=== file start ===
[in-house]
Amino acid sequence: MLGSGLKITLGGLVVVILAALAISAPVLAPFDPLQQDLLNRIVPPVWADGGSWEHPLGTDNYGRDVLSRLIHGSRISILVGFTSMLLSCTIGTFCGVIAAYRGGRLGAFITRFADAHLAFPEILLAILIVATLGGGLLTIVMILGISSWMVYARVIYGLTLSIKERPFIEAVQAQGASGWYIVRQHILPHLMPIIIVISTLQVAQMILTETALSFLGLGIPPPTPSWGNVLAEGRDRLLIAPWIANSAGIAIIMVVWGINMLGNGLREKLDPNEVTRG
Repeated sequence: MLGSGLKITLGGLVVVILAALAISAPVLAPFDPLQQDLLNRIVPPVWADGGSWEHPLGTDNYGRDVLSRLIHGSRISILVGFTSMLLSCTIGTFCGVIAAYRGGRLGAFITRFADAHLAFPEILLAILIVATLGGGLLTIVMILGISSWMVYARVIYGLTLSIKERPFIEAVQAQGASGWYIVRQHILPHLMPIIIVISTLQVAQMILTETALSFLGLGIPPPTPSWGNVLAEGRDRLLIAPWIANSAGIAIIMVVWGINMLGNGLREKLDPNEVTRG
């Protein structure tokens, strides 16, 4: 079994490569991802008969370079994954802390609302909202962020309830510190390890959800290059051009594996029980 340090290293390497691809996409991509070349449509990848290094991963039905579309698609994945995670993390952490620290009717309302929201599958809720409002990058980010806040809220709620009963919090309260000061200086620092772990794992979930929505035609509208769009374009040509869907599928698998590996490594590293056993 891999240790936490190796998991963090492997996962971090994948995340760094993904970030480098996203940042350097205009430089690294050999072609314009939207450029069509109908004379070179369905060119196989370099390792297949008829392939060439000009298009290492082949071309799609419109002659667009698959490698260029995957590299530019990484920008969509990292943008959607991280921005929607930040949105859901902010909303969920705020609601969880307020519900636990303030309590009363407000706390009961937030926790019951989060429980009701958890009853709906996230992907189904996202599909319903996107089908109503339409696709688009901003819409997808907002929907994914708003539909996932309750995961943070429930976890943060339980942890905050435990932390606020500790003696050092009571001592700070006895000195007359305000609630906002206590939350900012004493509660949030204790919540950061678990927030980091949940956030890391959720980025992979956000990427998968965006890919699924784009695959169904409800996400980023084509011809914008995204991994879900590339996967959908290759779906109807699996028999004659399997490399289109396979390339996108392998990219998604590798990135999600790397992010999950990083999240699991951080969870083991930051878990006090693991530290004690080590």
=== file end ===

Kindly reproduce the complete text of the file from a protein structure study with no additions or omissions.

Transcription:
[in-house]
Amino acid sequence: MLGSGLKITLGGLVVVILAALAISAPVLAPFDPLQQDLLNRIVPPVWADGGSWEHPLGTDNYGRDVLSRLIHGSRISILVGFTSMLLSCTIGTFCGVIAAYRGGRLGAFITRFADAHLAFPEILLAILIVATLGGGLLTIVMILGISSWMVYARVIYGLTLSIKERPFIEAVQAQGASGWYIVRQHILPHLMPIIIVISTLQVAQMILTETALSFLGLGIPPPTPSWGNVLAEGRDRLLIAPWIANSAGIAIIMVVWGINMLGNGLREKLDPNEVTRG
Repeated sequence: MLGSGLKITLGGLVVVILAALAISAPVLAPFDPLQQDLLNRIVPPVWADGGSWEHPLGTDNYGRDVLSRLIHGSRISILVGFTSMLLSCTIGTFCGVIAAYRGGRLGAFITRFADAHLAFPEILLAILIVATLGGGLLTIVMILGISSWMVYARVIYGLTLSIKERPFIEAVQAQGASGWYIVRQHILPHLMPIIIVISTLQVAQMILTETALSFLGLGIPPPTPSWGNVLAEGRDRLLIAPWIANSAGIAIIMVVWGINMLGNGLREKLDPNEVTRG
């Protein structure tokens, strides 16, 4: 079994490569991802008969370079994954802390609302909202962020309830510190390890959800290059051009594996029980 340090290293390497691809996409991509070349449509990848290094991963039905579309698609994945995670993390952490620290009717309302929201599958809720409002990058980010806040809220709620009963919090309260000061200086620092772990794992979930929505035609509208769009374009040509869907599928698998590996490594590293056993 891999240790936490190796998991963090492997996962971090994948995340760094993904970030480098996203940042350097205009430089690294050999072609314009939207450029069509109908004379070179369905060119196989370099390792297949008829392939060439000009298009290492082949071309799609419109002659667009698959490698260029995957590299530019990484920008969509990292943008959607991280921005929607930040949105859901902010909303969920705020609601969880307020519900636990303030309590009363407000706390009961937030926790019951989060429980009701958890009853709906996230992907189904996202599909319903996107089908109503339409696709688009901003819409997808907002929907994914708003539909996932309750995961943070429930976890943060339980942890905050435990932390606020500790003696050092009571001592700070006895000195007359305000609630906002206590939350900012004493509660949030204790919540950061678990927030980091949940956030890391959720980025992979956000990427998968965006890919699924784009695959169904409800996400980023084509011809914008995204991994879900590339996967959908290759779906109807699996028999004659399997490399289109396979390339996108392998990219998604590798990135999600790397992010999950990083999240699991951080969870083991930051878990006090693991530290004690080590």